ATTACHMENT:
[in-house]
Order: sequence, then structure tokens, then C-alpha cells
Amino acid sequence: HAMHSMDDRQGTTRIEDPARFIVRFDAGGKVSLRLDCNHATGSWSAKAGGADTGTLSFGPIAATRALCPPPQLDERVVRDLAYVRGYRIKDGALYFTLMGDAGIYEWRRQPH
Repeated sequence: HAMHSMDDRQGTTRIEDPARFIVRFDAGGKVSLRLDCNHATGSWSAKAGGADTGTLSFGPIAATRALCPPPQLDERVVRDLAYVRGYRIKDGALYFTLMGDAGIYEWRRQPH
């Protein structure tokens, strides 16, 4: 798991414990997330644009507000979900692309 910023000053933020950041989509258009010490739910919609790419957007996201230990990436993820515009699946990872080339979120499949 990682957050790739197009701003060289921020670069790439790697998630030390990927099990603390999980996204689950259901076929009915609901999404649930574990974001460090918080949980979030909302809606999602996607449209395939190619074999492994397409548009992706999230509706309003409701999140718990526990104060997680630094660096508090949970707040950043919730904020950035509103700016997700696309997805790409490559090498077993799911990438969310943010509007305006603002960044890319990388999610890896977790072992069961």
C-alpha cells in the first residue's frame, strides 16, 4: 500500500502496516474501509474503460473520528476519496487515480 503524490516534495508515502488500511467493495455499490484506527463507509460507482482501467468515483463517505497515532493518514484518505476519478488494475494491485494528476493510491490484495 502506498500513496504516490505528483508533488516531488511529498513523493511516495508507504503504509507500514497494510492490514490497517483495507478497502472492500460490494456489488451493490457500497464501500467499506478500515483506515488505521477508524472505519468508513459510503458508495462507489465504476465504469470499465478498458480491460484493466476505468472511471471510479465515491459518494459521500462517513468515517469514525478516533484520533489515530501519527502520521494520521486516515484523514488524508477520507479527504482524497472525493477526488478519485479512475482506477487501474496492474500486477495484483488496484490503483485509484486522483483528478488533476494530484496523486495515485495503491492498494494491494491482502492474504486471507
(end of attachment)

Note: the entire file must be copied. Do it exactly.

[in-house]
Order: sequence, then structure tokens, then C-alpha cells
Amino acid sequence: HAMHSMDDRQGTTRIEDPARFIVRFDAGGKVSLRLDCNHATGSWSAKAGGADTGTLSFGPIAATRALCPPPQLDERVVRDLAYVRGYRIKDGALYFTLMGDAGIYEWRRQPH
Repeated sequence: HAMHSMDDRQGTTRIEDPARFIVRFDAGGKVSLRLDCNHATGSWSAKAGGADTGTLSFGPIAATRALCPPPQLDERVVRDLAYVRGYRIKDGALYFTLMGDAGIYEWRRQPH
């Protein structure tokens, strides 16, 4: 798991414990997330644009507000979900692309 910023000053933020950041989509258009010490739910919609790419957007996201230990990436993820515009699946990872080339979120499949 990682957050790739197009701003060289921020670069790439790697998630030390990927099990603390999980996204689950259901076929009915609901999404649930574990974001460090918080949980979030909302809606999602996607449209395939190619074999492994397409548009992706999230509706309003409701999140718990526990104060997680630094660096508090949970707040950043919730904020950035509103700016997700696309997805790409490559090498077993799911990438969310943010509007305006603002960044890319990388999610890896977790072992069961």
C-alpha cells in the first residue's frame, strides 16, 4: 500500500502496516474501509474503460473520528476519496487515480 503524490516534495508515502488500511467493495455499490484506527463507509460507482482501467468515483463517505497515532493518514484518505476519478488494475494491485494528476493510491490484495 502506498500513496504516490505528483508533488516531488511529498513523493511516495508507504503504509507500514497494510492490514490497517483495507478497502472492500460490494456489488451493490457500497464501500467499506478500515483506515488505521477508524472505519468508513459510503458508495462507489465504476465504469470499465478498458480491460484493466476505468472511471471510479465515491459518494459521500462517513468515517469514525478516533484520533489515530501519527502520521494520521486516515484523514488524508477520507479527504482524497472525493477526488478519485479512475482506477487501474496492474500486477495484483488496484490503483485509484486522483483528478488533476494530484496523486495515485495503491492498494494491494491482502492474504486471507